Ham Radio

On the air

Some of the old ham radio operators grew up on cat’s whiskers and geranium. On a winter’s  night they would pick up Siberia on the second bounce. Those Ruskies were tuned in during the original Cold War. 

Sanchuniathon

Sanchuniathon’s creation arose out of mist and chaos, eventually generating something called mot, from which in time came intelligent life, initially in the form of egg-shaped beings called Zophasemin. 

Not Worth an Egg

[I]t is uniformly when parties have run highest and the strife has been deadliest that people have been most forward to stake their existence and every thing belonging to them, on some unintelligible dogma or article of an old-fashioned creed. Half the wars and fightings, martyrdoms, persecutions, feuds, antipathies, heartburnings in the world have been about some distinction, ‘some trick not worth an egg’—so ready are mankind to sacrifice their all to a mere name!

William Hazlitt (1778-1830), “The Main-Chance,” Lectures on the English Comic Writers, with Miscellaneous Essays (London: J.M. Dent & Sons Ltd, 1910; rpt. 1913), pp. 235-252 (at 247): 

egg (A) Something small and worthless. ‘Not worth an egg(shell)’ is proverbial (Tilley, E95, see Cor 4.4.21: ‘Some trick not worth an egg’). The egg is ‘Shakespeare’s frequent measure of insignificance.’

Nathalie Vienne-Guerrin, Shakespeare’s Insults: A Pragmatic Dictionary (London: Bloomsbury, 2016), p. 171:

Laudator Temporis Acti

Poultry farmer from Shorpy

Mrs. Carter weighing eggs

December 1940. “Mrs. Richard Carter, poultry farmer of Middleboro, Massachusetts. She runs the business of one thousand poulets while her husband drives a bulldozer at an Army camp nearby.” Acetate negative by Jack Delano for the Farm Security Administration. Via Shorpy.

The Egg Dance

The Egg Dance (ca. 1620), Pieter Brueghel the Younger

The egg dance was a traditional Easter game involving the laying down of eggs on the ground and dancing among them whilst trying to break as few as possible. Another variation (depicted in many of the images featured here) involved tipping an egg from a bowl, and then trying to flip the bowl over on top of it, all with only using one’s feet and staying within a chalk circle drawn on the ground.

Public Domain Review

Egg Castle

Egg Castle

Around the year 492, a monastery was founded in the Bay of Naples on the island of Megaride. This tiny speck of land was the site where Greek colonists from Cumae first settled. In the first century BC a magnificent Roman villa was built there by Lucius Licinius Lucullus (118-57/56 BC), a Roman consul and successful general. His name long remained attached to the complex: after it was fortified in the fifth century AD, it was known as the Castellum Lucullanum. One of its most famous residents was Romulus Augustulus, the last emperor of the Western Roman empire before it collapsed. He was exiled there after his deposition in 476.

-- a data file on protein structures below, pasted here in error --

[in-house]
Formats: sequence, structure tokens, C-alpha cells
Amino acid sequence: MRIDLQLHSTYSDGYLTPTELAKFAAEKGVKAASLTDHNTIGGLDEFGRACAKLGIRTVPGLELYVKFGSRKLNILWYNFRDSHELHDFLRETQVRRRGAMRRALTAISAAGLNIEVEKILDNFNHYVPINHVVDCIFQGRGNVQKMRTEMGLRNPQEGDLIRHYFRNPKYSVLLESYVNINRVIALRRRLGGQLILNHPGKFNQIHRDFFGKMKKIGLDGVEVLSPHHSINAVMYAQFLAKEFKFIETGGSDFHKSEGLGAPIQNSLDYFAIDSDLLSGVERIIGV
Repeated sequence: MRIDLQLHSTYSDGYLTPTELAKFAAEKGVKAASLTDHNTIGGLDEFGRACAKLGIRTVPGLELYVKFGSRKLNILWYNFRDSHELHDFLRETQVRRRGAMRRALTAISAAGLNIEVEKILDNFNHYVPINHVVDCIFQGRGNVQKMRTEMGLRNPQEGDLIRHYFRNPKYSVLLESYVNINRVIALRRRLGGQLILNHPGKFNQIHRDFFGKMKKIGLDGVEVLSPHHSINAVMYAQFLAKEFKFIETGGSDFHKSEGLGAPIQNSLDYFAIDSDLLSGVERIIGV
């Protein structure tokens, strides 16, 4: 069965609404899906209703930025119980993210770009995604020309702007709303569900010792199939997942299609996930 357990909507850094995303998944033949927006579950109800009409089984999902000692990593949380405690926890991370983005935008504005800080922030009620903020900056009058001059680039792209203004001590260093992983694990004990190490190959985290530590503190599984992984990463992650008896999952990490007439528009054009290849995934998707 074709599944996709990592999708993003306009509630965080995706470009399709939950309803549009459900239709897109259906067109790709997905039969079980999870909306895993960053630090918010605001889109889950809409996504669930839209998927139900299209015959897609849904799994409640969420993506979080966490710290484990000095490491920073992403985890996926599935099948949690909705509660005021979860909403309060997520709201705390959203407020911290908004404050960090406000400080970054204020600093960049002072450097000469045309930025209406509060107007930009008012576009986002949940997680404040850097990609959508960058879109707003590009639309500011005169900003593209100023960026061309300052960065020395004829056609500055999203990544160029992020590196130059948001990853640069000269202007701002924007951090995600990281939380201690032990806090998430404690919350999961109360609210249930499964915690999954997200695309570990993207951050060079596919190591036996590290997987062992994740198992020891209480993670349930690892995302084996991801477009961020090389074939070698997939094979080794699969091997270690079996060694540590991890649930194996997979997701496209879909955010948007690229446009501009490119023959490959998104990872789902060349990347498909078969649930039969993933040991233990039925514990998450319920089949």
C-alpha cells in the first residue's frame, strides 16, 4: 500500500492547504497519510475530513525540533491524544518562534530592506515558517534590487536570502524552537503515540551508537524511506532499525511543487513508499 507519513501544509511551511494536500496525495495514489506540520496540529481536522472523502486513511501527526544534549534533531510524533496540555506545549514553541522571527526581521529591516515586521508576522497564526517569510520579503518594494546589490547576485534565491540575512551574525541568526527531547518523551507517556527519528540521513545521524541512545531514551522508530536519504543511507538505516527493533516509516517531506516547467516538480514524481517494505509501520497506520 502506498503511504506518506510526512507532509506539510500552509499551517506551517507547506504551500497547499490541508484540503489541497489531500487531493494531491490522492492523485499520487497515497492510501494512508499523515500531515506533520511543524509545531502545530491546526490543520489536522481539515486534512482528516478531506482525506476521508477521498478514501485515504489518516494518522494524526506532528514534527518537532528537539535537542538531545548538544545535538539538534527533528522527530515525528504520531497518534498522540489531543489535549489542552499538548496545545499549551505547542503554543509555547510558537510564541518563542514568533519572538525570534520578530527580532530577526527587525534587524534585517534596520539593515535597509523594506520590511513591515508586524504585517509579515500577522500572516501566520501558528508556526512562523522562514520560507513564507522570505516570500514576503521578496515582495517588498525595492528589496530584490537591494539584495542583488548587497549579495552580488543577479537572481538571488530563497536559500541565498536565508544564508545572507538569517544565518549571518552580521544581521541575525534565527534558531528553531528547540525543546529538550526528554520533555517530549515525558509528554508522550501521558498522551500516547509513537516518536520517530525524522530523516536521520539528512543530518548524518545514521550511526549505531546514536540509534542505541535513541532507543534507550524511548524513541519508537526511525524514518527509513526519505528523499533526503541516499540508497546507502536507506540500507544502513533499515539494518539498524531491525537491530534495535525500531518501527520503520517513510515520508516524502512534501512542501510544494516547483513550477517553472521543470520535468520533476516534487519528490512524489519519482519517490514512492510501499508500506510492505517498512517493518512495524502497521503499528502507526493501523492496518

Today the fortification is called Castel dell’Ovo or “Egg Castle”. This unusual appellation refers to a legend that the Roman poet Virgil put a magical egg in the foundations of the castle. If it had broken, the structure would have collapsed, which would have spelled disaster for the city of Naples. If you are wondering why a poet would have magical eggs in his possession, that all has to do with Virgil’s Fourth Eclogue. Written around 42 BC, the poem speaks of the birth of a savior who will rule the world.

Only favour the child who’s born, pure Lucina, under whom the first race of iron shall end, and a golden race rise up throughout the world: now your Apollo reigns.

medievalists.net

What does the Bible say about eggs

 

Isaiah 10:14 ESV

My hand has found like a nest the wealth of the peoples; and as one gathers eggs that have been forsaken, so I have gathered all the earth; and there was none that moved a wing or opened the mouth or chirped.

Deuteronomy 22:6-7 ESV

If you come across a bird’s nest in any tree or on the ground, with young ones or eggs and the mother sitting on the young or on the eggs, you shall not take the mother with the young. You shall let the mother go, but the young you may take for yourself, that it may go well with you, and that you may live long.

Isaiah 59:5 ESV

They hatch adders’ eggs; they weave the spider’s web; he who eats their eggs dies, and from one that is crushed a viper is hatched.

Luke 11:12 ESV

Or if he asks for an egg, will give him a scorpion?

Job 39:14 ESV

For she leaves her eggs to the earth and lets them be warmed on the ground,

Job 6:6 ESV

Can that which is tasteless be eaten without salt, or is there any taste in the juice of the mallow?

Shaggy mane

Coprinus comatus, the shaggy ink cap, lawyer’s wig, or shaggy mane, is a common fungus often seen growing on lawns, along gravel roads and waste areas. The young fruit bodies first appear as white cylinders emerging from the ground, then the bell-shaped caps open out. The caps are white, and covered with scales—this is the origin of the common names of the fungus. The gills beneath the cap are white, then pink, then turn black and secrete a black liquid filled with spores (hence the “ink cap” name). This mushroom is unusual because it will turn black and dissolve itself in a matter of hours after being picked or depositing spores.